I got so busy at the end of last summer that I never posted my Top 10 performers for 2013. Here they are.
ETHEL BUCCOLA - Three cycles of blooms with consistently nice flowers in all temperature ranges.
COOL HAND LUKE really showed off in its second year with nice branching and even more buds on rebloom.
WONDER OF IT ALL - Another great rebloomer with seven weeks of flowers.
WILLOW DEAN SMITH produced a huge clump in just two years with scads of buds. Every bloom was perfect!
KENTUCKY LUCKY was heavily loaded with buds, and then rebloomed.
LINDA BECK - another mega rebloomer that looked lovely in late July and early August.
LILLIAN'S JINGER BRED - A delightful new pink for my garden that rebloomed well.
ENGLISH LAVENDER was my best performing Stamile last year, and the only one that rebloomed.
INTEGRATED LOGISTICS was the best performing narrow petaled cultivar in my garden. The clump was just amazing.
BEST FOR LAST was a showy late that bloomed for a long time.
JITTERBUG BLUES was an honorable mention. While it didn't rebloom last season, it did bloom on the original scapes for a long time and outdid the other blue eyed cultivars in my garden.
Another strong contender was TEDDY BEAR'S PICNIC because of its long bloomtime and lovely plant habits.
Debra: You are such a temptress. Here it is time to think about ordering daylilies and I'm slapping my hand down to keep my orders at a bare minimum. I love English Lavender and Wonder of It all. Teddy Bear Picnic has a unique color I think I like too. Depends if the color is brownish lavender or grayed lavender in person. The rest are pretty too. It's been so cold and dreary here that it's fun to see blooms again. Thanks for starting this post.......Maryl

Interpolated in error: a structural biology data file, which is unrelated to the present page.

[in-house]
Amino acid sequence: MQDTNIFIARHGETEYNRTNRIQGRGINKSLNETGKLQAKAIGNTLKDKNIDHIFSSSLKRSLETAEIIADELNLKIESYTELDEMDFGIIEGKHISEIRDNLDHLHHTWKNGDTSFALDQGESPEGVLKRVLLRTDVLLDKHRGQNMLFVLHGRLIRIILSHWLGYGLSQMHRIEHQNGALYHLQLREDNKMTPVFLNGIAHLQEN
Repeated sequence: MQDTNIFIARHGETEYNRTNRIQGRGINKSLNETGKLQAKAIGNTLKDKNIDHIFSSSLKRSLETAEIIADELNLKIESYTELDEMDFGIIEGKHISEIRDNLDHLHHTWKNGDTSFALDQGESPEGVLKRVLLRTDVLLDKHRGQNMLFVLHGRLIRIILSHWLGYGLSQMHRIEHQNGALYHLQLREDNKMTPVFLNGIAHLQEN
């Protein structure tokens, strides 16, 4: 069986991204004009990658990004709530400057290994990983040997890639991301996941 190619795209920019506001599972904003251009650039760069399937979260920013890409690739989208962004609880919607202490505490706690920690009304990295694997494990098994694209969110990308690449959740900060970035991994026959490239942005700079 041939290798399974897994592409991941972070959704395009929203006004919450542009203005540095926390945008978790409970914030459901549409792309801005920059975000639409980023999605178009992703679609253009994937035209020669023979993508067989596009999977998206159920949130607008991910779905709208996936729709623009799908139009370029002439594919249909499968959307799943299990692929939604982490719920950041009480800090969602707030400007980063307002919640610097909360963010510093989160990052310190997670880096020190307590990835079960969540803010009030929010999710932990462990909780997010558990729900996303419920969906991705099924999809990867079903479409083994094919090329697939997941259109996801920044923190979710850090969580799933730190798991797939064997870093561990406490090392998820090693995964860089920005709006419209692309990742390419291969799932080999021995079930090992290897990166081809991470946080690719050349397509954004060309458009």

Every one of these is just beautiful, so nice to get beauty with great performance. Everyone always raves about Wonder of It all. I've been tempted to get it,but have 3 that look similar & they perform quite well also, so I haven't succumbed yet. Linda Beck is on my wish list, love the look & glad to know it does so well for you.
Love Teddy Bear's Picnic and Lillian's Jinger Bred! I also really love Ethel Buccola. I have an Ethel Buccola x Wild Cherry Roundup seedling that I grew last year and I'm hoping to see it bloom this year :)
Maryl - Teddy Bear's picnic has more of a brown cast in cooler temps. But I don't have many days of cool temps here, so it's mostly a grayed lavender in my garden.
Nancy - Wonder of It All is fabulous when the temps are in the 90s. Otherwise many of the blooms have trouble opening.
Ah, thanks for letting me know about that Debra. We certainly have plenty of days of 90 degree days, but I think WOIA is an early season daylily, so I imagine those first blooms would be stubborn. Would be so disappointing, especially since I have some similar, though later blooming, that do open well.
I always love seeing your pics of Wonder of It All but am reluctant to try it here because of our cooler a.m. temps, English Lavender is another one that tempts me. Cool Hand Luke is a Hanson I don't have yet. How's the bud count on that one?
Chris - Cool Hand Luke has bud counts ranging from 23-28 per scape here and reblooms. It's definitely worth adding. I would not recommend WOIA for you because of it's problems opening in cooler temps. English Lavender might work for you. How has the performance of its parent, Arctic Lace, been in your climate?
This post was edited by shive on Sun, Feb 2, 14 at 15:37
Arctic Lace has been great (and I didn't realize it was the parent of English Lavender). AL has never had a problem opening, and every bloom is perfect. Sounds like I have another couple to add to my garden. I gave away a ton of daylilies last year with an eye toward keeping only the best performers and favorite faces. There are a few bare spots left for some worthy newbies.
I was a little behind posting pics of my garden last season on my blog so I did a quick recap earlier this year. Came across this pic of 'The Last Melon'. A reliable bloomer that starts blooming at end of August and blooms until mid September most years. I love the melon color. A fresh alternative to some of the more pumpkin oranges. Do tend to flop due to weight of blooms per stalk. I also have them at edge of shrub border so they may be reaching for the sun. I just prop them up with small forked branches. These natural looking stakes almost disappear into the foliage.
Here is a link that might be useful: 'The Last Melon'